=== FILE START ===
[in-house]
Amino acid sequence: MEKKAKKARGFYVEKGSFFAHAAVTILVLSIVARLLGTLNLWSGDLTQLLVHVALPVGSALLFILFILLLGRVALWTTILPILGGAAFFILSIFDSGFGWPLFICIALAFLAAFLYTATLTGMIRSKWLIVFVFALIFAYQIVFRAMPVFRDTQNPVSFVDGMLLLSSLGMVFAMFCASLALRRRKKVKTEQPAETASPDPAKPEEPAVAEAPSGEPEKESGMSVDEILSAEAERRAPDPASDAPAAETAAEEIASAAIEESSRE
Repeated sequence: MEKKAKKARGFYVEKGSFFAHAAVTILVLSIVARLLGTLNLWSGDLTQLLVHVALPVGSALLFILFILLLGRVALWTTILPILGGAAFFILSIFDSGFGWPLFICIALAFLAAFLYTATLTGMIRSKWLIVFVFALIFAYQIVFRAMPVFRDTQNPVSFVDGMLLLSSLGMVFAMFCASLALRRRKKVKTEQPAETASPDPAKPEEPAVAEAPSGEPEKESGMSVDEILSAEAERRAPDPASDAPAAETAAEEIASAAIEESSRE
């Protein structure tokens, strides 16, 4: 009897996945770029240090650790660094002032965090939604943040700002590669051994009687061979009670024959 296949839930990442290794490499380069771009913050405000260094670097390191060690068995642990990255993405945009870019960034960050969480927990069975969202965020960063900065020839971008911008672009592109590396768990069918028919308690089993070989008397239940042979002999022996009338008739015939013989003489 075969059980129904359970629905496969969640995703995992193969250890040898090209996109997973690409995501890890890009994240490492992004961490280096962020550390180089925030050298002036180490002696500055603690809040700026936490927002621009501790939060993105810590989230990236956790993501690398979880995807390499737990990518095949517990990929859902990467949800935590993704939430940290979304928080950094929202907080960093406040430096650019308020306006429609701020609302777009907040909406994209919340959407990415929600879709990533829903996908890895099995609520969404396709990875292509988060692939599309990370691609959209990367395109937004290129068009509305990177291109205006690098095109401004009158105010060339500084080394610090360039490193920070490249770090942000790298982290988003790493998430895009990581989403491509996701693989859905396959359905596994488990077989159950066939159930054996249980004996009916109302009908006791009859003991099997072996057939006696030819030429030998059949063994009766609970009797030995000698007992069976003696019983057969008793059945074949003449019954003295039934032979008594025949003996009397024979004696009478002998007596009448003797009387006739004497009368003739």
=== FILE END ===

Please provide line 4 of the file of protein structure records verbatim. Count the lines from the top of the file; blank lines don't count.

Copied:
């Protein structure tokens, strides 16, 4: 009897996945770029240090650790660094002032965090939604943040700002590669051994009687061979009670024959 296949839930990442290794490499380069771009913050405000260094670097390191060690068995642990990255993405945009870019960034960050969480927990069975969202965020960063900065020839971008911008672009592109590396768990069918028919308690089993070989008397239940042979002999022996009338008739015939013989003489 075969059980129904359970629905496969969640995703995992193969250890040898090209996109997973690409995501890890890009994240490492992004961490280096962020550390180089925030050298002036180490002696500055603690809040700026936490927002621009501790939060993105810590989230990236956790993501690398979880995807390499737990990518095949517990990929859902990467949800935590993704939430940290979304928080950094929202907080960093406040430096650019308020306006429609701020609302777009907040909406994209919340959407990415929600879709990533829903996908890895099995609520969404396709990875292509988060692939599309990370691609959209990367395109937004290129068009509305990177291109205006690098095109401004009158105010060339500084080394610090360039490193920070490249770090942000790298982290988003790493998430895009990581989403491509996701693989859905396959359905596994488990077989159950066939159930054996249980004996009916109302009908006791009859003991099997072996057939006696030819030429030998059949063994009766609970009797030995000698007992069976003696019983057969008793059945074949003449019954003295039934032979008594025949003996009397024979004696009478002998007596009448003797009387006739004497009368003739």